03/10/2015 10:00 AM IST | Updated 15/07/2016 8:25 AM IST

India's Sugar Export Plans May Be An Epic Fail

Bloomberg via Getty Images
A female worker uses a sewing machine to stitch closed sacks of sugar as they pass along a conveyor belt at the Zainsk sugar plant, operated by ZAO Agrosila Group, in Zainsk, Russia, on Friday, Sept. 4. 2015. Raw-sugar futures turned a bit sweeter for bulls, climbing the most in almost four years on concerns that adverse weather may hurt crops in Brazil and India, the top producing countries. Photographer: Andrey Rudakov/Bloomberg via Getty Images

India's bid to compel producers to export millions of tonnes of surplus sugar will fail without significant subsidies or at least penalties for failing to comply, trade and industry sources told Reuters.

India has been pushing mills to sell sugar on the international market and use the proceeds to clear huge debts they owe farmers for sugarcane.

The world's number two producer, announced new rules last month making it compulsory for sugar producers to increase exports to at least 4 million tonnes in the present crushing season, to cut stockpiles.

Despite a rally in raw sugar futures to a 4-1/2-month peak this week, driven by a Brazilian gasoline price rise which was expected to boost demand for cane-based ethanol, raw sugar futures prices were still below the 13.5-14 cents per pound area seen as more likely to spur Indian exports.

“There is no export parity at the current level. The government has to provide subsidy to make exports viable. Without subsidy, mills can’t bear additional losses,” said Sanjeev Babar, managing director of Maharashtra State Co-operative Sugar Factories Federation.

The government gave a subsidy of 4,000 rupees a tonne for exports of raw sugar in 2014/15 year ended on Sept. 30 to help cut stockpiles after five years of surplus output.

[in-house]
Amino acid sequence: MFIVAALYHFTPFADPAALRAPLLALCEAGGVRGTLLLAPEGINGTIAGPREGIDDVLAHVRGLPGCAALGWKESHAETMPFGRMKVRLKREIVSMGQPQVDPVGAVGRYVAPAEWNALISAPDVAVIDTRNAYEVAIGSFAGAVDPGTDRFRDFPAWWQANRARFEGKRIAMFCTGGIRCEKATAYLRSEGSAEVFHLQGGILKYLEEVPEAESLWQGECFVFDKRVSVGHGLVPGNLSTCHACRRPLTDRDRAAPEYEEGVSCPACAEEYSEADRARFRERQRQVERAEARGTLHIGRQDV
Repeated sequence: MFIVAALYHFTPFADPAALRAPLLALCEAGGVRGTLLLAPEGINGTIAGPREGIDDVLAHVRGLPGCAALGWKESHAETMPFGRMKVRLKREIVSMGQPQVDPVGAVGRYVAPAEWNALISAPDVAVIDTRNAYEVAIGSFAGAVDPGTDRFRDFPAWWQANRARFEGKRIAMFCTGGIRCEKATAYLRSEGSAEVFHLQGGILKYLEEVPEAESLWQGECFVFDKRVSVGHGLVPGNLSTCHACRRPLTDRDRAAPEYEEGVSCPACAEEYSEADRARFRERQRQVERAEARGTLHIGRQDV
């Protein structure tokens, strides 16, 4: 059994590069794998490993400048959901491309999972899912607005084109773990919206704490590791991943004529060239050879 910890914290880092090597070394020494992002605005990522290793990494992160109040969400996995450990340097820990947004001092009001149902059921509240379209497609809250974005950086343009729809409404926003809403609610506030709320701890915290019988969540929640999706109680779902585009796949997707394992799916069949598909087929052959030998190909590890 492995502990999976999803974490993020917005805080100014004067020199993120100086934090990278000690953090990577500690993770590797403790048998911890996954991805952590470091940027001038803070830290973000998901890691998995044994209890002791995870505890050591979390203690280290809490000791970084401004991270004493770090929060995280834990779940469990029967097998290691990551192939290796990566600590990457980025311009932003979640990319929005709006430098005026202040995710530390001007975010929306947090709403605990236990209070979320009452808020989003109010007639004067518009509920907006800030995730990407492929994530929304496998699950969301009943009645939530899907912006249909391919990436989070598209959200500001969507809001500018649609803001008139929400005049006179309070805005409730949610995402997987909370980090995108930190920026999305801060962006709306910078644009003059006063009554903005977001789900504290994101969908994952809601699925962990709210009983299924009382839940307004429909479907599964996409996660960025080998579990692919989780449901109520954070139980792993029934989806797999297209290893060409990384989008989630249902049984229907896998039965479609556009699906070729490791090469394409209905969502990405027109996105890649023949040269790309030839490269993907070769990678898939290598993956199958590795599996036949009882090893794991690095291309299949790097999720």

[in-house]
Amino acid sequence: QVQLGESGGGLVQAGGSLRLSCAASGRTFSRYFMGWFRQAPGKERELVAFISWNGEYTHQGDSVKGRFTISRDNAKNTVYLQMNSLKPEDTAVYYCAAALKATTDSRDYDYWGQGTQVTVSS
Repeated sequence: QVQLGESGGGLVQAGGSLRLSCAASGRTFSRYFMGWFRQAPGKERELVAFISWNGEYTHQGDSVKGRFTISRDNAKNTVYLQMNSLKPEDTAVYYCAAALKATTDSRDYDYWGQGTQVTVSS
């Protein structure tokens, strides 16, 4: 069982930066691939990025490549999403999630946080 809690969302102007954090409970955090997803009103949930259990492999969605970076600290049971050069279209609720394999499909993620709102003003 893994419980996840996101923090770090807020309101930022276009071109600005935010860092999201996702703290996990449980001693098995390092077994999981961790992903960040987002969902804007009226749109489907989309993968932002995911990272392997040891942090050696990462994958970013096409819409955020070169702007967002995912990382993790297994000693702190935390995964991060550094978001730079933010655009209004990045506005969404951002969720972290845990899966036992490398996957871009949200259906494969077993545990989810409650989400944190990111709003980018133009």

“I contacted more than a dozen factories in Maharashtra to know whether they can supply raw sugar for exports in the next few months. No one is ready to produce raws for exports. They first want to know whether government is going to give them an export subsidy,” said a Mumbai-based dealer with global trading firm.

The government has not yet made clear whether it will extend subsidies in the 2015/16 year started on Oct.1.

Traders said the government plan also lacked teeth.

“The government has not drawn up penalties for non-compliance,” a senior Western analyst said.

The recent rally in local prices has made exports less lucrative for mills, the dealer said.

Indian sugar futures have surged a quarter since falling to their lowest level in over six year in late July.

Tom McNeill, director of Australia-based analyst Green Pool, predicted more modest Indian net sugar exports of 1.8 million tonnes in 2015/16, adding that he was "always a bit sceptical regarding the grand plans in India."

In the last crushing season which began on Oct. 1, 2014, India exported 1.3 million tonnes.